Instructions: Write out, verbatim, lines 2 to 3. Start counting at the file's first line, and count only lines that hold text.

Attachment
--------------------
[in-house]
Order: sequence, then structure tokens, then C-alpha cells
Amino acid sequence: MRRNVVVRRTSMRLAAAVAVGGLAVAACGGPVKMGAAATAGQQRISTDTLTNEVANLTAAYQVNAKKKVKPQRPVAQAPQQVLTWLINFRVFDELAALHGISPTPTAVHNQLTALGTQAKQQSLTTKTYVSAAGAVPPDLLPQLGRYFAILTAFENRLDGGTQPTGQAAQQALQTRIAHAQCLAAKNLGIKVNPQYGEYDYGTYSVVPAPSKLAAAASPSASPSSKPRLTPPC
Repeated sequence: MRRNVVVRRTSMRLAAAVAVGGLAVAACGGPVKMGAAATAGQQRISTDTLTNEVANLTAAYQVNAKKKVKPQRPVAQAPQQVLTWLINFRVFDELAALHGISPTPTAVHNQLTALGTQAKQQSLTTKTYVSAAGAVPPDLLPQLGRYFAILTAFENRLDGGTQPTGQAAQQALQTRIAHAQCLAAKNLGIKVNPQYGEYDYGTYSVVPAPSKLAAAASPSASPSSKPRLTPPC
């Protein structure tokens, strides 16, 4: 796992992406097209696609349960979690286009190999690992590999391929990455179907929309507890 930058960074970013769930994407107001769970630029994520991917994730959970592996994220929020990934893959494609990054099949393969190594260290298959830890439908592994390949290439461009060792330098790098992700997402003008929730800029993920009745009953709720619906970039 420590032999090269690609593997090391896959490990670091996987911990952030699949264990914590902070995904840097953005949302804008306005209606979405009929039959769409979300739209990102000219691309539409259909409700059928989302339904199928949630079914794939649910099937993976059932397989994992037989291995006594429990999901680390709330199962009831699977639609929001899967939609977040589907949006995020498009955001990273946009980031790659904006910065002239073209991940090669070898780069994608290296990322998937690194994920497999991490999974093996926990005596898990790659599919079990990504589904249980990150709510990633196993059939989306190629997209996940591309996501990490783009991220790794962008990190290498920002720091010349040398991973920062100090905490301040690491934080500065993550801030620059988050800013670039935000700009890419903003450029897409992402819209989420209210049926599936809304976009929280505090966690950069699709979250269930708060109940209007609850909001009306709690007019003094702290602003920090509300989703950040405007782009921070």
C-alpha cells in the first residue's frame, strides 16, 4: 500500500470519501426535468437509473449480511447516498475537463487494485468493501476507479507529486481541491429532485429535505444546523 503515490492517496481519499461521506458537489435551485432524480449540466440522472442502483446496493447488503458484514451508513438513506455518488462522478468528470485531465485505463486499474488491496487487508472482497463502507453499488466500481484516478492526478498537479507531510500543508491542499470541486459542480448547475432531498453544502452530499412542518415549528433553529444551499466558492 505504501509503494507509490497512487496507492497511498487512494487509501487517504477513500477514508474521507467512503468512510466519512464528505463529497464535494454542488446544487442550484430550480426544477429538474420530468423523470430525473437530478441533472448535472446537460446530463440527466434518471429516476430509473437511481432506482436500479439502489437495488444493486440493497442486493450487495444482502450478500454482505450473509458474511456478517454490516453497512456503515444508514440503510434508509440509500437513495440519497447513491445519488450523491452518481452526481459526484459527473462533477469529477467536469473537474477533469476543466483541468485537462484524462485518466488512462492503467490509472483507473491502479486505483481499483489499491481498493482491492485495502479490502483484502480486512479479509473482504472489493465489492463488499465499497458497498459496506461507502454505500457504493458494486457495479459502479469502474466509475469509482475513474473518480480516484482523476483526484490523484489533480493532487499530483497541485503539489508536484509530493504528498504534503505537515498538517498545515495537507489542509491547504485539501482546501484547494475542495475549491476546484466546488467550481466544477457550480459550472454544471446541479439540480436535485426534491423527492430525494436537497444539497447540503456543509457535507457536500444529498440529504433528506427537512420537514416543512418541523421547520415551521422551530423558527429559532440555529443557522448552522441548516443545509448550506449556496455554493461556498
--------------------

Order: sequence, then structure tokens, then C-alpha cells
Amino acid sequence: MRRNVVVRRTSMRLAAAVAVGGLAVAACGGPVKMGAAATAGQQRISTDTLTNEVANLTAAYQVNAKKKVKPQRPVAQAPQQVLTWLINFRVFDELAALHGISPTPTAVHNQLTALGTQAKQQSLTTKTYVSAAGAVPPDLLPQLGRYFAILTAFENRLDGGTQPTGQAAQQALQTRIAHAQCLAAKNLGIKVNPQYGEYDYGTYSVVPAPSKLAAAASPSASPSSKPRLTPPC